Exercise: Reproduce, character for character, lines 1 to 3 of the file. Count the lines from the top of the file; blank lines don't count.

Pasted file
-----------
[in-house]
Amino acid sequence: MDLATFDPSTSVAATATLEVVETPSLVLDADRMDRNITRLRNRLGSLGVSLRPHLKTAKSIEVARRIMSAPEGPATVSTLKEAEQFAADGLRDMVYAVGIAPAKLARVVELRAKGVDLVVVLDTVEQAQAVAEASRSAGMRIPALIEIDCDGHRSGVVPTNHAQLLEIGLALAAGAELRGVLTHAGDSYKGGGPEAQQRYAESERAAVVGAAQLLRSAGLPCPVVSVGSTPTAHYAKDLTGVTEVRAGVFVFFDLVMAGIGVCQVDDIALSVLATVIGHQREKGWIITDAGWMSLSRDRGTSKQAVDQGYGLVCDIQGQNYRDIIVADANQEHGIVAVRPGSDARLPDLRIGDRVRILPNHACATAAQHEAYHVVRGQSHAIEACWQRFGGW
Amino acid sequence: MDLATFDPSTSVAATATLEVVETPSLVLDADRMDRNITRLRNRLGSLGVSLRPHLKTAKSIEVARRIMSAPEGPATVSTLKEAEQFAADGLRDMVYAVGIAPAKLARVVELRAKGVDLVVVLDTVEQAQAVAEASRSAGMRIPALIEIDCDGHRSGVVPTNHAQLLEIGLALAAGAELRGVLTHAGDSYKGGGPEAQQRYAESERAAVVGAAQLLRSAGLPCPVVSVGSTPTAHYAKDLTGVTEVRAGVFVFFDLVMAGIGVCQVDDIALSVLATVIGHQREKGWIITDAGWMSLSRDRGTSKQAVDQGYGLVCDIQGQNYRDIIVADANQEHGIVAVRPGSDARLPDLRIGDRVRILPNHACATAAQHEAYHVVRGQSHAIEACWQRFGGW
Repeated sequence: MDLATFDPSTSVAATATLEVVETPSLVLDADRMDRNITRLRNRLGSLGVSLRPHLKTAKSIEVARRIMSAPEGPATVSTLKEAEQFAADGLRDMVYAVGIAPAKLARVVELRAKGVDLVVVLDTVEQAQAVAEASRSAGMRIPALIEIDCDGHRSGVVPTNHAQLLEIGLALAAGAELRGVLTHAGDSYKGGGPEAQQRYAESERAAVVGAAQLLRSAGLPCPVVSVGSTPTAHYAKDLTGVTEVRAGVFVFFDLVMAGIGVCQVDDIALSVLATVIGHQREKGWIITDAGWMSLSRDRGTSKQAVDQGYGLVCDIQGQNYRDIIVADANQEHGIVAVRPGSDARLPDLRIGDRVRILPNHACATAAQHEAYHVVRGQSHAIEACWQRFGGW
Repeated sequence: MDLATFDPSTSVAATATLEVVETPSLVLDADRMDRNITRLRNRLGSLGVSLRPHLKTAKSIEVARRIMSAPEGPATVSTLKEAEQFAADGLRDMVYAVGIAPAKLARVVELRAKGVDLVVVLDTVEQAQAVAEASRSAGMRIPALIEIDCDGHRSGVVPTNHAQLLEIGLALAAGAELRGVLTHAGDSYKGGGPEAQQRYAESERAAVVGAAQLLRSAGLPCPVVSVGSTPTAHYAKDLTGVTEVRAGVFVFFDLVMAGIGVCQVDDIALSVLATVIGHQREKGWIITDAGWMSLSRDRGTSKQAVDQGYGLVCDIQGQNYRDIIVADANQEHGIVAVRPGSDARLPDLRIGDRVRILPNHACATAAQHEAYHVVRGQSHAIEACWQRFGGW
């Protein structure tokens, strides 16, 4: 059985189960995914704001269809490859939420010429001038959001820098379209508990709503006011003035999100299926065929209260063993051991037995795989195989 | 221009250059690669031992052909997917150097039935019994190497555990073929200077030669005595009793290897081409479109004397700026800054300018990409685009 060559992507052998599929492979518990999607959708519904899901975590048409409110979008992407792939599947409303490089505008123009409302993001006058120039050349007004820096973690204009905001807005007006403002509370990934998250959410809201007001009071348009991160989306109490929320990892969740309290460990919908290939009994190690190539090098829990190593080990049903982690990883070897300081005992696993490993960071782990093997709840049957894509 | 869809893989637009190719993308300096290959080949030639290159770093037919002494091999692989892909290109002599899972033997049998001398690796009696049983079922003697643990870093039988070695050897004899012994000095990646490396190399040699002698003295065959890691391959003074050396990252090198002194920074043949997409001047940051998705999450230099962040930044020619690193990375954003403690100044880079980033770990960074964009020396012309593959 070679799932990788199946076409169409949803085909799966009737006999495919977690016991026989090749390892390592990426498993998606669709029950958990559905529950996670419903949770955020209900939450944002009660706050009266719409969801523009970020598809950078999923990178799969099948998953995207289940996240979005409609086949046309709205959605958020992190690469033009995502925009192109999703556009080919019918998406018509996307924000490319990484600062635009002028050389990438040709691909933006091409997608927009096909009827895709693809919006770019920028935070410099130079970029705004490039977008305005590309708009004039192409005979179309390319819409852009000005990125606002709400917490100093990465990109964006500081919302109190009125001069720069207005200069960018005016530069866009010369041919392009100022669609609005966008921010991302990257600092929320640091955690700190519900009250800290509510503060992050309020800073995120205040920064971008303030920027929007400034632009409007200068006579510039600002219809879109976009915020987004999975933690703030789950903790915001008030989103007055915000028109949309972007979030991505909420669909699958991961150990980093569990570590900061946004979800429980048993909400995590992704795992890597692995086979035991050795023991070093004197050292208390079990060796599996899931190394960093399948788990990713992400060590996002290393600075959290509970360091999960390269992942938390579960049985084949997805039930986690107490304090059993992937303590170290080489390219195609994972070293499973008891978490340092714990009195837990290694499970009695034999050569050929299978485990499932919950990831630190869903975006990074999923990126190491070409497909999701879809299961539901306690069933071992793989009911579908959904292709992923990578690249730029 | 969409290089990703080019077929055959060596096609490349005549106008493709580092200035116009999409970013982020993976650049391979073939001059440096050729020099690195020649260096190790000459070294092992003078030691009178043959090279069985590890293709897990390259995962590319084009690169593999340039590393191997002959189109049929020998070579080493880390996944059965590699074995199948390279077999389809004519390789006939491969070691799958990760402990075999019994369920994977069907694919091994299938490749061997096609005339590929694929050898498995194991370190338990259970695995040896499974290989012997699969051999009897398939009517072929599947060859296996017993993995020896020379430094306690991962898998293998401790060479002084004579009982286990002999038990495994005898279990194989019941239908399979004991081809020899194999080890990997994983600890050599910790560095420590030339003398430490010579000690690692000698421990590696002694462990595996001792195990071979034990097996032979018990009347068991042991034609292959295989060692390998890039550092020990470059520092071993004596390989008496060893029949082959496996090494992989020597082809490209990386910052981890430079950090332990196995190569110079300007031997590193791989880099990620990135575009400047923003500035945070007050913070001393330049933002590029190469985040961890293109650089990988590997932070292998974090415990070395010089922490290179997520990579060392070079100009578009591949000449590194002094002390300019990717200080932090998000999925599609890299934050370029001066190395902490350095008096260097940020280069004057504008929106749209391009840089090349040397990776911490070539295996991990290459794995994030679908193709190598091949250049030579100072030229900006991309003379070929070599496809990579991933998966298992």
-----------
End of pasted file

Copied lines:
[in-house]
Amino acid sequence: MDLATFDPSTSVAATATLEVVETPSLVLDADRMDRNITRLRNRLGSLGVSLRPHLKTAKSIEVARRIMSAPEGPATVSTLKEAEQFAADGLRDMVYAVGIAPAKLARVVELRAKGVDLVVVLDTVEQAQAVAEASRSAGMRIPALIEIDCDGHRSGVVPTNHAQLLEIGLALAAGAELRGVLTHAGDSYKGGGPEAQQRYAESERAAVVGAAQLLRSAGLPCPVVSVGSTPTAHYAKDLTGVTEVRAGVFVFFDLVMAGIGVCQVDDIALSVLATVIGHQREKGWIITDAGWMSLSRDRGTSKQAVDQGYGLVCDIQGQNYRDIIVADANQEHGIVAVRPGSDARLPDLRIGDRVRILPNHACATAAQHEAYHVVRGQSHAIEACWQRFGGW
Amino acid sequence: MDLATFDPSTSVAATATLEVVETPSLVLDADRMDRNITRLRNRLGSLGVSLRPHLKTAKSIEVARRIMSAPEGPATVSTLKEAEQFAADGLRDMVYAVGIAPAKLARVVELRAKGVDLVVVLDTVEQAQAVAEASRSAGMRIPALIEIDCDGHRSGVVPTNHAQLLEIGLALAAGAELRGVLTHAGDSYKGGGPEAQQRYAESERAAVVGAAQLLRSAGLPCPVVSVGSTPTAHYAKDLTGVTEVRAGVFVFFDLVMAGIGVCQVDDIALSVLATVIGHQREKGWIITDAGWMSLSRDRGTSKQAVDQGYGLVCDIQGQNYRDIIVADANQEHGIVAVRPGSDARLPDLRIGDRVRILPNHACATAAQHEAYHVVRGQSHAIEACWQRFGGW